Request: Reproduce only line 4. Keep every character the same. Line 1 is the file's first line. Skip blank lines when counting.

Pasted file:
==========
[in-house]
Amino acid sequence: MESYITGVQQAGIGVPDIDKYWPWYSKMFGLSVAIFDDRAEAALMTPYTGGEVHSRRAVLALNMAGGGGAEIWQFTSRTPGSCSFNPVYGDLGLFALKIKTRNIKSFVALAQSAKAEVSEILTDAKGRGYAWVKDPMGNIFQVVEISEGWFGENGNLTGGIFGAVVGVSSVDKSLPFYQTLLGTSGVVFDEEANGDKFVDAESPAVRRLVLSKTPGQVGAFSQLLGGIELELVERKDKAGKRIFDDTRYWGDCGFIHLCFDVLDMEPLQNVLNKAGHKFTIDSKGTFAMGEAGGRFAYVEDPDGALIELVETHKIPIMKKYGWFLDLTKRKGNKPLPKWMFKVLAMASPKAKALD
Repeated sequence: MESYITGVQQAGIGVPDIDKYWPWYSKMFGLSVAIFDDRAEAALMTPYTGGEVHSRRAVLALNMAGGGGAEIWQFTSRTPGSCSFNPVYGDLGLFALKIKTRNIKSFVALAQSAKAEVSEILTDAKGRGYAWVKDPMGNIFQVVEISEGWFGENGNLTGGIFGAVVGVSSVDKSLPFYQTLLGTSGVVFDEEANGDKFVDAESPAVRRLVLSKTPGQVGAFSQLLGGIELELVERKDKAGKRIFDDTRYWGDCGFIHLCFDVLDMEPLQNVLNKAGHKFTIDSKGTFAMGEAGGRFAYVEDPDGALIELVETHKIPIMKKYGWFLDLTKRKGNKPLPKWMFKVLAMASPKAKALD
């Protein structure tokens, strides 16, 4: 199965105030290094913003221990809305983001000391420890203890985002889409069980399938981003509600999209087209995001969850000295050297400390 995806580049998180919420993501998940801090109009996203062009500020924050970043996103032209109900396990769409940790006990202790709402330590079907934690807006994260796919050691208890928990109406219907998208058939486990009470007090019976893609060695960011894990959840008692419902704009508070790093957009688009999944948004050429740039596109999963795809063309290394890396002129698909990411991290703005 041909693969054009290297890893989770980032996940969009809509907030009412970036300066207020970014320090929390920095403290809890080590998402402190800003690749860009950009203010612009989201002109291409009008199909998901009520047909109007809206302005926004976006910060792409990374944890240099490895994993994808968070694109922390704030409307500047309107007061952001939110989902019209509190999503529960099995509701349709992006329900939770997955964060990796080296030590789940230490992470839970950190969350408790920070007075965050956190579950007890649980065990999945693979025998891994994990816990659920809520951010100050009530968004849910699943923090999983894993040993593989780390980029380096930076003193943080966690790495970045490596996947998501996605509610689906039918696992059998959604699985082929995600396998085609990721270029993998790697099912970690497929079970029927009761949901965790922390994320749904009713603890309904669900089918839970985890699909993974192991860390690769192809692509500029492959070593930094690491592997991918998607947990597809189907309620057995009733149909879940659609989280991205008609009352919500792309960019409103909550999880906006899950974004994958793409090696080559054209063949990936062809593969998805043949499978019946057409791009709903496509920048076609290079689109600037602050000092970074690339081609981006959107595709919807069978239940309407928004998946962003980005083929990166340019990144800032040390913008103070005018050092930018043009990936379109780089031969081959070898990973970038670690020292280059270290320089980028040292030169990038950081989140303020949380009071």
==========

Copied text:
């Protein structure tokens, strides 16, 4: 199965105030290094913003221990809305983001000391420890203890985002889409069980399938981003509600999209087209995001969850000295050297400390 995806580049998180919420993501998940801090109009996203062009500020924050970043996103032209109900396990769409940790006990202790709402330590079907934690807006994260796919050691208890928990109406219907998208058939486990009470007090019976893609060695960011894990959840008692419902704009508070790093957009688009999944948004050429740039596109999963795809063309290394890396002129698909990411991290703005 041909693969054009290297890893989770980032996940969009809509907030009412970036300066207020970014320090929390920095403290809890080590998402402190800003690749860009950009203010612009989201002109291409009008199909998901009520047909109007809206302005926004976006910060792409990374944890240099490895994993994808968070694109922390704030409307500047309107007061952001939110989902019209509190999503529960099995509701349709992006329900939770997955964060990796080296030590789940230490992470839970950190969350408790920070007075965050956190579950007890649980065990999945693979025998891994994990816990659920809520951010100050009530968004849910699943923090999983894993040993593989780390980029380096930076003193943080966690790495970045490596996947998501996605509610689906039918696992059998959604699985082929995600396998085609990721270029993998790697099912970690497929079970029927009761949901965790922390994320749904009713603890309904669900089918839970985890699909993974192991860390690769192809692509500029492959070593930094690491592997991918998607947990597809189907309620057995009733149909879940659609989280991205008609009352919500792309960019409103909550999880906006899950974004994958793409090696080559054209063949990936062809593969998805043949499978019946057409791009709903496509920048076609290079689109600037602050000092970074690339081609981006959107595709919807069978239940309407928004998946962003980005083929990166340019990144800032040390913008103070005018050092930018043009990936379109780089031969081959070898990973970038670690020292280059270290320089980028040292030169990038950081989140303020949380009071």